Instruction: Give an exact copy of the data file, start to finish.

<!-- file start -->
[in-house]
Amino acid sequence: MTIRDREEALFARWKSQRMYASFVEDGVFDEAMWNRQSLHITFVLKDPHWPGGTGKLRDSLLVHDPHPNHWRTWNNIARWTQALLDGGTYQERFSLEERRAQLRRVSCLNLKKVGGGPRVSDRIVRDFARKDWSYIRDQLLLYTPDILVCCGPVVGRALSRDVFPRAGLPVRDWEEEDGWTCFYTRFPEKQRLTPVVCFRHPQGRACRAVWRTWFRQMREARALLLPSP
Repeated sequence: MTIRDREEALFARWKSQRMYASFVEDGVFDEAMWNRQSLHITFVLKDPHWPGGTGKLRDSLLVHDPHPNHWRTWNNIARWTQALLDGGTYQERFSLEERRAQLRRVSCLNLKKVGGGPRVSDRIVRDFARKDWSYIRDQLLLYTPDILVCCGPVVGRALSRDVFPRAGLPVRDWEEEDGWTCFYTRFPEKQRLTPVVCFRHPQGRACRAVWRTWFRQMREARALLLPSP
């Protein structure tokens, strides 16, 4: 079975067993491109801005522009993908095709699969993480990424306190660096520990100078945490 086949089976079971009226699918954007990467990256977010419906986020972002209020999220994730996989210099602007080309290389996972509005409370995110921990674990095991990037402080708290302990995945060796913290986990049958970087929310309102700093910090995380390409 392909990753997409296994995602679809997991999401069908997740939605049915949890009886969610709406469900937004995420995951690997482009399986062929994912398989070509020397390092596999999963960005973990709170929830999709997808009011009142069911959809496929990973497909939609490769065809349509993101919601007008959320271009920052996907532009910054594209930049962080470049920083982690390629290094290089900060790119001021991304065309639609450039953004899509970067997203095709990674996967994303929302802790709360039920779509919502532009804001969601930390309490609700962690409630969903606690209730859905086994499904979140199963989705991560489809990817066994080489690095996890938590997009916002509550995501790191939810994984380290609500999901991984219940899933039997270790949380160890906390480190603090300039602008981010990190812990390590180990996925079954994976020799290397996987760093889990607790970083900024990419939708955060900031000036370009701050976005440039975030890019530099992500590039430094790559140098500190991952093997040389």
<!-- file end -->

[in-house]
Amino acid sequence: MTIRDREEALFARWKSQRMYASFVEDGVFDEAMWNRQSLHITFVLKDPHWPGGTGKLRDSLLVHDPHPNHWRTWNNIARWTQALLDGGTYQERFSLEERRAQLRRVSCLNLKKVGGGPRVSDRIVRDFARKDWSYIRDQLLLYTPDILVCCGPVVGRALSRDVFPRAGLPVRDWEEEDGWTCFYTRFPEKQRLTPVVCFRHPQGRACRAVWRTWFRQMREARALLLPSP
Repeated sequence: MTIRDREEALFARWKSQRMYASFVEDGVFDEAMWNRQSLHITFVLKDPHWPGGTGKLRDSLLVHDPHPNHWRTWNNIARWTQALLDGGTYQERFSLEERRAQLRRVSCLNLKKVGGGPRVSDRIVRDFARKDWSYIRDQLLLYTPDILVCCGPVVGRALSRDVFPRAGLPVRDWEEEDGWTCFYTRFPEKQRLTPVVCFRHPQGRACRAVWRTWFRQMREARALLLPSP
């Protein structure tokens, strides 16, 4: 079975067993491109801005522009993908095709699969993480990424306190660096520990100078945490 086949089976079971009226699918954007990467990256977010419906986020972002209020999220994730996989210099602007080309290389996972509005409370995110921990674990095991990037402080708290302990995945060796913290986990049958970087929310309102700093910090995380390409 392909990753997409296994995602679809997991999401069908997740939605049915949890009886969610709406469900937004995420995951690997482009399986062929994912398989070509020397390092596999999963960005973990709170929830999709997808009011009142069911959809496929990973497909939609490769065809349509993101919601007008959320271009920052996907532009910054594209930049962080470049920083982690390629290094290089900060790119001021991304065309639609450039953004899509970067997203095709990674996967994303929302802790709360039920779509919502532009804001969601930390309490609700962690409630969903606690209730859905086994499904979140199963989705991560489809990817066994080489690095996890938590997009916002509550995501790191939810994984380290609500999901991984219940899933039997270790949380160890906390480190603090300039602008981010990190812990390590180990996925079954994976020799290397996987760093889990607790970083900024990419939708955060900031000036370009701050976005440039975030890019530099992500590039430094790559140098500190991952093997040389």